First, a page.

No closure, healing in verdict
The only positive in Sandusky case: People are working for justice
The language of the law, so compelling and so descriptive in so many cases, fails to describe the crimes of Jerry Sandusky. Words such as "deviate" and "indecent" and "corruption of children" are not enough.
Even when we add lawyers' courtroom rhetoric with nouns such as "monster" and "atrocity," we do not begin to describe what this former Penn State coach did to so many boys, and we do not begin to measure the actions and inactions of those in the Penn State football program who enabled Sandusky to rape children again and again in football facilities, before and after football practices, and on football trips.
As we struggle to find the vocabulary that will work, we will use words such as "closure" and "healing." The verdict Friday evening will not produce closure, and it will not produce healing. If it does anything that is positive, it tells us that the legal system has concluded the most important part of its work on Sandusky. That's it. There is nothing more to it. Much more remains to be done before we even begin to discuss healing or closure.
The searing and unforgettable testimony from Sandusky's victims, testimony that rocked seasoned veterans of courtroom drama, should remind us of the monstrous deceits that allowed Sandusky to operate, all in the name of protecting what was supposed to be a model football program.
If the graphic testimony of the victims is not enough, we see other reminders outside the courtroom -- an adopted son who now says Sandusky abused him, and a former daughter-in-law who worried about what Sandusky was doing with his grandchildren.
The verdict and the incarceration of Jerry Sandusky should remind us of what Grantland writer Charles Pierce said after the scandal broke: "It no longer matters if there continues to be a football program at Penn State."
They can pretend they are returning to some version of normal at Penn State, but there is more to come. Next on the docket is the trial of athletic director Tim Curley, who is on leave, and now-retired university vice president Gary Schultz on charges of lying to the grand jury. Like Sandusky, both Curley and Schultz are claiming to be innocent.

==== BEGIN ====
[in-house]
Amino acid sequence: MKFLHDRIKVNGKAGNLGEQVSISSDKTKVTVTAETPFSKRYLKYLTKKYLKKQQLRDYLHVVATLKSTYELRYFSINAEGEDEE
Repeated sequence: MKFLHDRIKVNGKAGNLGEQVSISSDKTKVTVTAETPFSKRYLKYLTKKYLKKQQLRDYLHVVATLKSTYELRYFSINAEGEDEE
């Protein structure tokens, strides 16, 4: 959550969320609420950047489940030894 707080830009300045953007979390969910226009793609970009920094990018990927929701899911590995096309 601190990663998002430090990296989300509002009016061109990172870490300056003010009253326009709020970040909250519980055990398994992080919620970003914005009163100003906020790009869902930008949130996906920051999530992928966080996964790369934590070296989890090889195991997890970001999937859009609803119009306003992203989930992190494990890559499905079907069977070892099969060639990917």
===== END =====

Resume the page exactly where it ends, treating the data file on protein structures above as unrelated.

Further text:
If they persist in their claims of innocence, the trial is likely to produce evidence of a systemic cover-up of Sandusky's actions, a cover-up that extended into the higher echelons of the university and makes Watergate look benign. The trial will present a picture of people at the highest level acting at the lowest level.
And that is not all. With Sandusky locked away, more victims likely will come forward. Their lawsuits seeking monetary damages from Penn State will pile up and become a serious problem for the university and for the family of the late Joe Paterno. For the metrics of the problem, you need look no further than the Catholic church and its decades-long struggle to defend itself against litigation filed by victims of predatory pedophiles.
The encouraging thing about the trial and the jury's verdict is that some in the Penn State neighborhood are finally doing the right things -- Judge John Cleland, who pushed the case to trial and incarcerated Sandusky immediately after the verdict; prosecutor Joe McGettigan, who protected the victims and helped them with painful testimony; and the jurors, who patiently considered the charges and the evidence and made the right decision.
If that trend continues in the trial of Curley and Schultz, and in the settlement of the victims' claims, we might then be able to set aside the language of the law and start talking about "closure" and "healing."
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